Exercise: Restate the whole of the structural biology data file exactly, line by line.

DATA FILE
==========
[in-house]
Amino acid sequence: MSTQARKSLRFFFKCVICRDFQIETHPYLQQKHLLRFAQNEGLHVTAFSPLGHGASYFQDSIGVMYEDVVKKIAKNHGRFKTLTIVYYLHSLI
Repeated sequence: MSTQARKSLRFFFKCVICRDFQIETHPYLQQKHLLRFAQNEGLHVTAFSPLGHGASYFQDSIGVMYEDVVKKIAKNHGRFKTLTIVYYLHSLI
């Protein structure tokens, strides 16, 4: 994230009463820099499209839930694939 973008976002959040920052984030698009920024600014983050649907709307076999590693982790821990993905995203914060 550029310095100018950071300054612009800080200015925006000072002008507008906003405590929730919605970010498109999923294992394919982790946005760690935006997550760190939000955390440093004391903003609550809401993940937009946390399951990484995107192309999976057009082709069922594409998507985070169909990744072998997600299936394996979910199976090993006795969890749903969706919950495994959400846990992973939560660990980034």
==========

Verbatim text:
[in-house]
Amino acid sequence: MSTQARKSLRFFFKCVICRDFQIETHPYLQQKHLLRFAQNEGLHVTAFSPLGHGASYFQDSIGVMYEDVVKKIAKNHGRFKTLTIVYYLHSLI
Repeated sequence: MSTQARKSLRFFFKCVICRDFQIETHPYLQQKHLLRFAQNEGLHVTAFSPLGHGASYFQDSIGVMYEDVVKKIAKNHGRFKTLTIVYYLHSLI
């Protein structure tokens, strides 16, 4: 994230009463820099499209839930694939 973008976002959040920052984030698009920024600014983050649907709307076999590693982790821990993905995203914060 550029310095100018950071300054612009800080200015925006000072002008507008906003405590929730919605970010498109999923294992394919982790946005760690935006997550760190939000955390440093004391903003609550809401993940937009946390399951990484995107192309999976057009082709069922594409998507985070169909990744072998997600299936394996979910199976090993006795969890749903969706919950495994959400846990992973939560660990980034």